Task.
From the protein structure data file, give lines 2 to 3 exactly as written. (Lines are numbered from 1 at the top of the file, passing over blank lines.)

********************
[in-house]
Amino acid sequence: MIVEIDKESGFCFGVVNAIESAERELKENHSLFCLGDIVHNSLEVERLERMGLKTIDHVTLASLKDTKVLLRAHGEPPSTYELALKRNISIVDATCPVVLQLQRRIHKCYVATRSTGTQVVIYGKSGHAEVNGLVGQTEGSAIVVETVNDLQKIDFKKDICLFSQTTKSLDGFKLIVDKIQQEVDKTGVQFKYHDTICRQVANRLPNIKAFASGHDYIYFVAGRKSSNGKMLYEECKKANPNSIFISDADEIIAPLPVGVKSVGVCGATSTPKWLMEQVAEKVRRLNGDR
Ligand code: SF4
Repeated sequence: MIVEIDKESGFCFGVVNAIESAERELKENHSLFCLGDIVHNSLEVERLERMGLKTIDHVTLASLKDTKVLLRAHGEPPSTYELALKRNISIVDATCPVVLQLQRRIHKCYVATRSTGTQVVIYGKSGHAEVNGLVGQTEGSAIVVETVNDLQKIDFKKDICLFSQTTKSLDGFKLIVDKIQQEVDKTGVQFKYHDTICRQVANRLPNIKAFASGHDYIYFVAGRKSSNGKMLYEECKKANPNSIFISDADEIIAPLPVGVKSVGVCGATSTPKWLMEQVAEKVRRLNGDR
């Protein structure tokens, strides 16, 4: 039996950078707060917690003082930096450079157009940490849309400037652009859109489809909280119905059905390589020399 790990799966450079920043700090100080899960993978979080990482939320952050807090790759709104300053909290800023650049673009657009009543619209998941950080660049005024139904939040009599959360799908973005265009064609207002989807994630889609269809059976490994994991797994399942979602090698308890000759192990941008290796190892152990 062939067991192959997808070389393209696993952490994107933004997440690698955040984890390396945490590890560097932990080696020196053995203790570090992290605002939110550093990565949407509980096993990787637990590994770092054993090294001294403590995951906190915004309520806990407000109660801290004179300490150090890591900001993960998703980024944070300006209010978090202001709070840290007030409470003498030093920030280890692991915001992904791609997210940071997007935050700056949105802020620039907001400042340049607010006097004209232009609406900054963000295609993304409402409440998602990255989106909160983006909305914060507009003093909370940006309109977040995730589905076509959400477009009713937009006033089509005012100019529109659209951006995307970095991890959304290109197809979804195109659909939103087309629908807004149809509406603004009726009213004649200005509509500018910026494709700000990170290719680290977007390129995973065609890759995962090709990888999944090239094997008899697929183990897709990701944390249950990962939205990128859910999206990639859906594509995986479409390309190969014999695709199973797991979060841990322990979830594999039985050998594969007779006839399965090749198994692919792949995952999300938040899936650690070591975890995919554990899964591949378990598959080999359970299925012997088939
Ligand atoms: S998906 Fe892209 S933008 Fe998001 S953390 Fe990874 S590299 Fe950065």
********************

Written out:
Amino acid sequence: MIVEIDKESGFCFGVVNAIESAERELKENHSLFCLGDIVHNSLEVERLERMGLKTIDHVTLASLKDTKVLLRAHGEPPSTYELALKRNISIVDATCPVVLQLQRRIHKCYVATRSTGTQVVIYGKSGHAEVNGLVGQTEGSAIVVETVNDLQKIDFKKDICLFSQTTKSLDGFKLIVDKIQQEVDKTGVQFKYHDTICRQVANRLPNIKAFASGHDYIYFVAGRKSSNGKMLYEECKKANPNSIFISDADEIIAPLPVGVKSVGVCGATSTPKWLMEQVAEKVRRLNGDR
Ligand code: SF4